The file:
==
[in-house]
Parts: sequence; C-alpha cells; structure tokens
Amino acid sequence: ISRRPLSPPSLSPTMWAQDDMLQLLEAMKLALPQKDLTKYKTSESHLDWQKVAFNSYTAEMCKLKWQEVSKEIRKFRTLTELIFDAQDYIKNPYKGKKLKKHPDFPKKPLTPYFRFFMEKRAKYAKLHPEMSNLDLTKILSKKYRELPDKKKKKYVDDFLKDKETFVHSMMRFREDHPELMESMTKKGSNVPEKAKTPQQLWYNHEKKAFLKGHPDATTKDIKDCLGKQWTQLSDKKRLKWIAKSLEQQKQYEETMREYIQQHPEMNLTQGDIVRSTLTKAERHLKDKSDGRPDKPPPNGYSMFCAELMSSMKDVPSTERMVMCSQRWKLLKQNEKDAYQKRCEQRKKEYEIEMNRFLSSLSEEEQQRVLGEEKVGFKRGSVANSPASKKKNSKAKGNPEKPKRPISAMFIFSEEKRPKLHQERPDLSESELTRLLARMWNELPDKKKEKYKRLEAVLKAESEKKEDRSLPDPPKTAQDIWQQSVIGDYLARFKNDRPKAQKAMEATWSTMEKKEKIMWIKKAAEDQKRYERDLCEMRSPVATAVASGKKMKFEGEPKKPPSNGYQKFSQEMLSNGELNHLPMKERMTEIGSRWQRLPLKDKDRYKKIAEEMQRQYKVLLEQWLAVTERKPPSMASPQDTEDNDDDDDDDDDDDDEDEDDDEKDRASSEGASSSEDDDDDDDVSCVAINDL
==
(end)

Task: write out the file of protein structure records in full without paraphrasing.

[in-house]
Parts: sequence; C-alpha cells; structure tokens
Amino acid sequence: ISRRPLSPPSLSPTMWAQDDMLQLLEAMKLALPQKDLTKYKTSESHLDWQKVAFNSYTAEMCKLKWQEVSKEIRKFRTLTELIFDAQDYIKNPYKGKKLKKHPDFPKKPLTPYFRFFMEKRAKYAKLHPEMSNLDLTKILSKKYRELPDKKKKKYVDDFLKDKETFVHSMMRFREDHPELMESMTKKGSNVPEKAKTPQQLWYNHEKKAFLKGHPDATTKDIKDCLGKQWTQLSDKKRLKWIAKSLEQQKQYEETMREYIQQHPEMNLTQGDIVRSTLTKAERHLKDKSDGRPDKPPPNGYSMFCAELMSSMKDVPSTERMVMCSQRWKLLKQNEKDAYQKRCEQRKKEYEIEMNRFLSSLSEEEQQRVLGEEKVGFKRGSVANSPASKKKNSKAKGNPEKPKRPISAMFIFSEEKRPKLHQERPDLSESELTRLLARMWNELPDKKKEKYKRLEAVLKAESEKKEDRSLPDPPKTAQDIWQQSVIGDYLARFKNDRPKAQKAMEATWSTMEKKEKIMWIKKAAEDQKRYERDLCEMRSPVATAVASGKKMKFEGEPKKPPSNGYQKFSQEMLSNGELNHLPMKERMTEIGSRWQRLPLKDKDRYKKIAEEMQRQYKVLLEQWLAVTERKPPSMASPQDTEDNDDDDDDDDDDDDEDEDDDEKDRASSEGASSSEDDDDDDDVSCVAINDL